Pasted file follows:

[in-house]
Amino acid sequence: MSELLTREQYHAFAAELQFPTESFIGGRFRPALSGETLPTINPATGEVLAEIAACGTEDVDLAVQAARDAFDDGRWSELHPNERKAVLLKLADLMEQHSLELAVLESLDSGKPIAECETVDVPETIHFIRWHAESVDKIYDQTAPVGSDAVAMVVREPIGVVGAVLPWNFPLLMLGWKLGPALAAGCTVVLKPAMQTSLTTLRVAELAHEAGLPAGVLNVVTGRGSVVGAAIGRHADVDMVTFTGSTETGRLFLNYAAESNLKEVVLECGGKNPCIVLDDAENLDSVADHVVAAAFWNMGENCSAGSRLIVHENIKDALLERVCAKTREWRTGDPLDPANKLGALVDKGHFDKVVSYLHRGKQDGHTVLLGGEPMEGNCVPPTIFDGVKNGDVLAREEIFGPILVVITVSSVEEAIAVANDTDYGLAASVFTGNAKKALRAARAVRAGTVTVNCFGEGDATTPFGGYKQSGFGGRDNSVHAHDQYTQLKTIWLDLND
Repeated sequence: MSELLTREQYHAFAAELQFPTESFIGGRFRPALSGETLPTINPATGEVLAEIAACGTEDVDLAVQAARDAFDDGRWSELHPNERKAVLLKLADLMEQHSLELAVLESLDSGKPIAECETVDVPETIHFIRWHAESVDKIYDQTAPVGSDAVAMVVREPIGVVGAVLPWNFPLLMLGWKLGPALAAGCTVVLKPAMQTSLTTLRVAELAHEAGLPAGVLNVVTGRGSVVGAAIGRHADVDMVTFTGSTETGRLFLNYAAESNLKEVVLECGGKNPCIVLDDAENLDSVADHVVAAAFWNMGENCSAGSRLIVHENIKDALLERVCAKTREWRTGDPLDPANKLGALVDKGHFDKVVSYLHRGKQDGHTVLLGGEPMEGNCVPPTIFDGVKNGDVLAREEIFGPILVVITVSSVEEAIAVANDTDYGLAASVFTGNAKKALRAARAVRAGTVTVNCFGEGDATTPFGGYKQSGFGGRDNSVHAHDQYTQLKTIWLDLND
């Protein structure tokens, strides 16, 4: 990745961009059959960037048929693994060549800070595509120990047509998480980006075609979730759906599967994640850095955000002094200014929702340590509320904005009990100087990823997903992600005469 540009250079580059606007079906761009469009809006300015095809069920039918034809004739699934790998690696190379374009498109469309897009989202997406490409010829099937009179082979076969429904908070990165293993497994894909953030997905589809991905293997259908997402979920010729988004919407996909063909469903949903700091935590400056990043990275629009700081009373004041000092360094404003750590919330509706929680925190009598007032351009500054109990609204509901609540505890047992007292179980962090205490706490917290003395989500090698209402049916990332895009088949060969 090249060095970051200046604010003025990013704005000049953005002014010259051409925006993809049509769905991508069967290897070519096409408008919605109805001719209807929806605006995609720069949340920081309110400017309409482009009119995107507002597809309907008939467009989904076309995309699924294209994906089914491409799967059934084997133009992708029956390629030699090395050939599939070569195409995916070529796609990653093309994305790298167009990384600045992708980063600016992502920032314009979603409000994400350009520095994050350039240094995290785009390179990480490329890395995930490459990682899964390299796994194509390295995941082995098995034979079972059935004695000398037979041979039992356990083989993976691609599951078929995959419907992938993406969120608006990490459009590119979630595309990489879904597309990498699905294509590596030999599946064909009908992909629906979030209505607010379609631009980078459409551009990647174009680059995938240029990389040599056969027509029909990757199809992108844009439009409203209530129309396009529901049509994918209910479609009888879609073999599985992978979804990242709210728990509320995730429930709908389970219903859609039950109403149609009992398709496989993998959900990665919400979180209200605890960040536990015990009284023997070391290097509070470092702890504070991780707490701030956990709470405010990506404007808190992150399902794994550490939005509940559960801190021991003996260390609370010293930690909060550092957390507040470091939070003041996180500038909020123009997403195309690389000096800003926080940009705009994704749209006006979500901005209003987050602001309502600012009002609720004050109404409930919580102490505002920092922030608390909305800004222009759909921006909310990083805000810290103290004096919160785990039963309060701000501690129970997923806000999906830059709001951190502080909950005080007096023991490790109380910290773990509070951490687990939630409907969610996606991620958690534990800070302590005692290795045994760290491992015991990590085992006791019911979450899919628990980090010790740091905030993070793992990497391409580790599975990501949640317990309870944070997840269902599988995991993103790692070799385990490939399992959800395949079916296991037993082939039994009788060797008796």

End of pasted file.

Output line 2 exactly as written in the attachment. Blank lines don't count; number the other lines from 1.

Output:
Amino acid sequence: MSELLTREQYHAFAAELQFPTESFIGGRFRPALSGETLPTINPATGEVLAEIAACGTEDVDLAVQAARDAFDDGRWSELHPNERKAVLLKLADLMEQHSLELAVLESLDSGKPIAECETVDVPETIHFIRWHAESVDKIYDQTAPVGSDAVAMVVREPIGVVGAVLPWNFPLLMLGWKLGPALAAGCTVVLKPAMQTSLTTLRVAELAHEAGLPAGVLNVVTGRGSVVGAAIGRHADVDMVTFTGSTETGRLFLNYAAESNLKEVVLECGGKNPCIVLDDAENLDSVADHVVAAAFWNMGENCSAGSRLIVHENIKDALLERVCAKTREWRTGDPLDPANKLGALVDKGHFDKVVSYLHRGKQDGHTVLLGGEPMEGNCVPPTIFDGVKNGDVLAREEIFGPILVVITVSSVEEAIAVANDTDYGLAASVFTGNAKKALRAARAVRAGTVTVNCFGEGDATTPFGGYKQSGFGGRDNSVHAHDQYTQLKTIWLDLND